Kahunaburger:
I like 'em. My sister and I used to overthink the shit out of those things, though - we had elaborate graph paper maps when the answer was something like "go right, then left. Repeat." They're mostly fun when you're a kid and you actually have time to figure stuff like that out, so clearly don't work in every game.

This.
It really depends on the game. In one case it can be annoying as hell and in the next it can be pretty neat.

Kind of annoying unless the puzzle is unnecessarily long or, complicated. The Super Mario castles that do those puzzles aren't bad but could have easily been a lot worse. I generally don't mind them personally.

Depends on their difficulty, some involve rather complex patters that are merely trail and error which I think is just poor design because it adds nothing but frustration, I seen others where you had hints or were only sent back to the previous screen if you choose the wrong path those I find far more acceptable if not a decent way to break up more normal sections of gameplay.

They're rarely executed well. I think Max Payne or Max Payne 2 had some good mazes like that.

Depends.

In FF IX you have the Black Mage forest, but assuming you did your homework you know to always go 'where there are no owls.' You've been outright told this, and there are signs in the forest which say 'where there are owls' and 'where there are no owls.' If you get stuck there you have no one but yourself to blame.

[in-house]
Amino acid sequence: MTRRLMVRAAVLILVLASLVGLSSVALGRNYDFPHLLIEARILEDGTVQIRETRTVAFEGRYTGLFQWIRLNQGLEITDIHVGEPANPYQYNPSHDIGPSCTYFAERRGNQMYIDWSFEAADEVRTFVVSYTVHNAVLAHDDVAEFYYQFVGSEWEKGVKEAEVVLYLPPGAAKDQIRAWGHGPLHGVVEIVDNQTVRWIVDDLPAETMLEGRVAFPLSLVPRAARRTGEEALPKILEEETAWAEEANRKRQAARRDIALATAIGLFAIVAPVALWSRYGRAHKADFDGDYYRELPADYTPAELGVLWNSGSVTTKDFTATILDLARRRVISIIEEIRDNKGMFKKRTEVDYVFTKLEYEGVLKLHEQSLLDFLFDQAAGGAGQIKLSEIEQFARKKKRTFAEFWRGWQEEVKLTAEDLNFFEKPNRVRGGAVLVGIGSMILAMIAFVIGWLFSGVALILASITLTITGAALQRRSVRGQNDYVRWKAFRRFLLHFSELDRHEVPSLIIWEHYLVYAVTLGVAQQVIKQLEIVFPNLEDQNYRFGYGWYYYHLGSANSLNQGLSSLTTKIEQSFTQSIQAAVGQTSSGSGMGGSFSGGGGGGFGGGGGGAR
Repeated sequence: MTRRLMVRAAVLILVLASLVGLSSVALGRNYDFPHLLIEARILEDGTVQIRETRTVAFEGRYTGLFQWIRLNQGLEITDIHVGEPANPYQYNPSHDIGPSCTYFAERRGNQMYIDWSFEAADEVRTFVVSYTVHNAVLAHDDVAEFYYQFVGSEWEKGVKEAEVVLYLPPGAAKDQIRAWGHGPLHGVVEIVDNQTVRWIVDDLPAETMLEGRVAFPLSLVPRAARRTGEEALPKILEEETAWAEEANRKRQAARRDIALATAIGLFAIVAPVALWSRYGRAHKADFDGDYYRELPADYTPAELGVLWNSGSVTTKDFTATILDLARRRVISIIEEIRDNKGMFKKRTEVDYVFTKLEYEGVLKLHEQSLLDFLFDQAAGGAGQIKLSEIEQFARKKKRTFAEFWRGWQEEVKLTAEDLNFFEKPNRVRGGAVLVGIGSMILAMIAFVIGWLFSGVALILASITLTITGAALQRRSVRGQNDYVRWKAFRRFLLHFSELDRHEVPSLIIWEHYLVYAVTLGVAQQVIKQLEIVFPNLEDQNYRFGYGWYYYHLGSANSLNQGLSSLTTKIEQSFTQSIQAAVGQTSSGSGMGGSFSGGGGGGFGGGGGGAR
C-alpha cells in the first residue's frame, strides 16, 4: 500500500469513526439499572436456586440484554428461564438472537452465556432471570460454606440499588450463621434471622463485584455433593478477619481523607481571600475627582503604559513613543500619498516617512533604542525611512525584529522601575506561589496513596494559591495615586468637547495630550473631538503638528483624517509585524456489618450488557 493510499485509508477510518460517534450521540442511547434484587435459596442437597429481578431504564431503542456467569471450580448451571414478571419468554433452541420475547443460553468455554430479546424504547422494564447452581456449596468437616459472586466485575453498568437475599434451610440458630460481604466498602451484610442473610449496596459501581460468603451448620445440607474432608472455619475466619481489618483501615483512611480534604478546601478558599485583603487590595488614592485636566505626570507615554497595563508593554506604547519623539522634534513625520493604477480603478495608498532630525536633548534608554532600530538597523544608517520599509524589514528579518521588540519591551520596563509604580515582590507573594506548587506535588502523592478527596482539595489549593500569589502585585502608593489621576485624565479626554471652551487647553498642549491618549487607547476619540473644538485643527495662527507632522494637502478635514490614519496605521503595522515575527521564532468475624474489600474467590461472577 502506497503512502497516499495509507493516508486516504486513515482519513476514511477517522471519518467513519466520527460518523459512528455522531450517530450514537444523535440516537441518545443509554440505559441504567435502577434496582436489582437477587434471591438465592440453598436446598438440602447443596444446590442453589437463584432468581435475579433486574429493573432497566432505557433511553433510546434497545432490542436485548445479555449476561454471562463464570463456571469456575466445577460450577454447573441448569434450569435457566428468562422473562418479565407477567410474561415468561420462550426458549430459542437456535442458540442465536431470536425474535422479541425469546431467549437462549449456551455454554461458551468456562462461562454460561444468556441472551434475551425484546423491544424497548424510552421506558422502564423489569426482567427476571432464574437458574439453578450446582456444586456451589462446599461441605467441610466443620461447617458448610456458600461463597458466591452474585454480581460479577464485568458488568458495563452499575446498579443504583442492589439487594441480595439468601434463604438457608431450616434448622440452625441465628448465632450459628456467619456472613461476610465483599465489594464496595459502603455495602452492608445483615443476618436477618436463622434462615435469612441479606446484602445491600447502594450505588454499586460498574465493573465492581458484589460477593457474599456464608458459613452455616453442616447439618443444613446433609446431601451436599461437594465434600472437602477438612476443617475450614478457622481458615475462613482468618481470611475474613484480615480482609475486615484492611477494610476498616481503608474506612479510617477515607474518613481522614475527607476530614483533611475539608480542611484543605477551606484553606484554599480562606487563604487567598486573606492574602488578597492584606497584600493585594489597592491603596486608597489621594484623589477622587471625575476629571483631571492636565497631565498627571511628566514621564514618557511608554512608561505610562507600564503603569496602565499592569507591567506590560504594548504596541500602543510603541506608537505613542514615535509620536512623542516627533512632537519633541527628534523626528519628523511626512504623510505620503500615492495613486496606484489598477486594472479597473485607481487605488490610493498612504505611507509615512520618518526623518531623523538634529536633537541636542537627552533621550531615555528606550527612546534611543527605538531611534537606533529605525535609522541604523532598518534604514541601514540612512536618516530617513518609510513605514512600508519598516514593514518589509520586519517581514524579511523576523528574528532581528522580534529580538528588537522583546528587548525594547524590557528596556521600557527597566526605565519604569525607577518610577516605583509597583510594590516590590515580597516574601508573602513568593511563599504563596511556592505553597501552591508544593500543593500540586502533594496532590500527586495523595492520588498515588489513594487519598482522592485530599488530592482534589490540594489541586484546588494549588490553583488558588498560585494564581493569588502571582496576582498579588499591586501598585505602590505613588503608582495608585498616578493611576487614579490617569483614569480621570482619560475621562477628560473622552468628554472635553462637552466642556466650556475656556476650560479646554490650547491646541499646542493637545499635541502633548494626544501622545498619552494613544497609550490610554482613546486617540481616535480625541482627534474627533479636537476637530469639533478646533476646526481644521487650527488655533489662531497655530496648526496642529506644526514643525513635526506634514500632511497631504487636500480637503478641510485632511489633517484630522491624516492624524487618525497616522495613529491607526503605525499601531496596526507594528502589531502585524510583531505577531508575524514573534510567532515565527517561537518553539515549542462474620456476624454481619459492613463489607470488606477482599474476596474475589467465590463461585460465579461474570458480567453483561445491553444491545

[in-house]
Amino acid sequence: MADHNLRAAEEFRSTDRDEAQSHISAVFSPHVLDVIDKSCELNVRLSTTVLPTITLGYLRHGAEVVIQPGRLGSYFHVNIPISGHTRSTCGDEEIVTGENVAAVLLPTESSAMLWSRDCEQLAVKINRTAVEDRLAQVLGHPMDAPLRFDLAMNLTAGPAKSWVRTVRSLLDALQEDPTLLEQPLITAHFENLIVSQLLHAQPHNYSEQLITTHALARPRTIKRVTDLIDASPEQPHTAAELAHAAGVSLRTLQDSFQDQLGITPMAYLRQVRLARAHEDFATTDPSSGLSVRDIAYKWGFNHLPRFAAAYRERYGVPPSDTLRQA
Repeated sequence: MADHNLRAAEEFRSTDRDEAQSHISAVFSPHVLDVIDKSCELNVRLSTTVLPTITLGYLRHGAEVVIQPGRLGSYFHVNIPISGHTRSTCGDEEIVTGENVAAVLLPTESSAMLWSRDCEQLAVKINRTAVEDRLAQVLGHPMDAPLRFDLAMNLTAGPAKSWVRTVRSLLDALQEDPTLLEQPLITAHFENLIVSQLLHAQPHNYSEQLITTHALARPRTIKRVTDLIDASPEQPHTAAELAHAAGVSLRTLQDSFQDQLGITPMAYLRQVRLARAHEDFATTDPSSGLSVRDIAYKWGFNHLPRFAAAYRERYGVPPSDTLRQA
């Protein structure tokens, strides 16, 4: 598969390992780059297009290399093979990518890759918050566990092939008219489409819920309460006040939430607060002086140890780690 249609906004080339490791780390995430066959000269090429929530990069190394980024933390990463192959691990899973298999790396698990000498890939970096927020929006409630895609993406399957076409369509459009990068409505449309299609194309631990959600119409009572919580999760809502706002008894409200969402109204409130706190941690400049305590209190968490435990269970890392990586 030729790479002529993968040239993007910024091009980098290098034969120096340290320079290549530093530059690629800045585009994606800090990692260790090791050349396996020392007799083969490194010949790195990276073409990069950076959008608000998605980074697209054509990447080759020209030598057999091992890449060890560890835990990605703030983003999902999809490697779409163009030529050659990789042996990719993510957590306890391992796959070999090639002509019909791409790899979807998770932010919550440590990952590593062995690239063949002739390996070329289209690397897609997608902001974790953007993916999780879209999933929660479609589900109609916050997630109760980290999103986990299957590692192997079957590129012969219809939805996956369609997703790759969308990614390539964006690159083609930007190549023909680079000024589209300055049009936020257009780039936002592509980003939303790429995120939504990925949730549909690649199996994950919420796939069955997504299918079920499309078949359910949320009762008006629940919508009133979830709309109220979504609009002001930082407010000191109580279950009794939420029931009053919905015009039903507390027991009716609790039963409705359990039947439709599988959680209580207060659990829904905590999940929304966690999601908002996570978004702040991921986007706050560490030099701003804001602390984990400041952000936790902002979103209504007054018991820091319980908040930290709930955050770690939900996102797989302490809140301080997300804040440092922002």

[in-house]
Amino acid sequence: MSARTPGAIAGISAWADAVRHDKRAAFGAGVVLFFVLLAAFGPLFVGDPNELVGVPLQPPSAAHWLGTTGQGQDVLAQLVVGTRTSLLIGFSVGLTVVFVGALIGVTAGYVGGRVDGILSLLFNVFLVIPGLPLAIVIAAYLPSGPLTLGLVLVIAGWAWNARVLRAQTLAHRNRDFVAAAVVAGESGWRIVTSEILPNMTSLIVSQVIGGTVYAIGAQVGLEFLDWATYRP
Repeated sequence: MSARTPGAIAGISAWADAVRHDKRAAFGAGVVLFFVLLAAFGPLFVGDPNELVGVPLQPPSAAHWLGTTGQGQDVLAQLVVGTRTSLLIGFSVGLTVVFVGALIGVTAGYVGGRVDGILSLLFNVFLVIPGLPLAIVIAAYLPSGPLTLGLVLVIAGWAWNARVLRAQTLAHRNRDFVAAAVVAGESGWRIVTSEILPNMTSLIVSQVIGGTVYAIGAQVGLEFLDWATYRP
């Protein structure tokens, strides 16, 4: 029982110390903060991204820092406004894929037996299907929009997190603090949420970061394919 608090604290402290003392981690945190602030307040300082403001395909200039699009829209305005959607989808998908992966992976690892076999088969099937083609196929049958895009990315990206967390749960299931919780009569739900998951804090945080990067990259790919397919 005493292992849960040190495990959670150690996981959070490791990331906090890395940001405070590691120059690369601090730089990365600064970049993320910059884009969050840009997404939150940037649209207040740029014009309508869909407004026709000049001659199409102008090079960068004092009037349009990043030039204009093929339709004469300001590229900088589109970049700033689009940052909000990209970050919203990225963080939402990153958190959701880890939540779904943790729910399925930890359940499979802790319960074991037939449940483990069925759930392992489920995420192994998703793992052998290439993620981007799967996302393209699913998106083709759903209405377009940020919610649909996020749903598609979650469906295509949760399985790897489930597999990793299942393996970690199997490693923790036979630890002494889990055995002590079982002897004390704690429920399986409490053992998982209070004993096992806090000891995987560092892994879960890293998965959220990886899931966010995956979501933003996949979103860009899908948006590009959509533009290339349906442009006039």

Then there are the Max Payne blood-jumpy puzzles, the second of which has no indication which is the right way and which leads to frustrating back tracking. Not quite the same, but close enough to give me conniptions whenever I do it.

I liked the concept in Persona 3. Its was interesting to explore the tower trying to find a way out or the stairs to the next floor. It was especially exhilarating when your party was on low health, and you had to hope you were going the right way.

But Persona made the tower as an integral game mechanic, whereas many Lost Woods scenarios occur in games where it goes from being straightforward, to making you solve a random movement puzzle to progress. I don't think there's anything wrong with the Lost Woods scenario, but if its just being used to mess with the player for no reason, it does annoy me.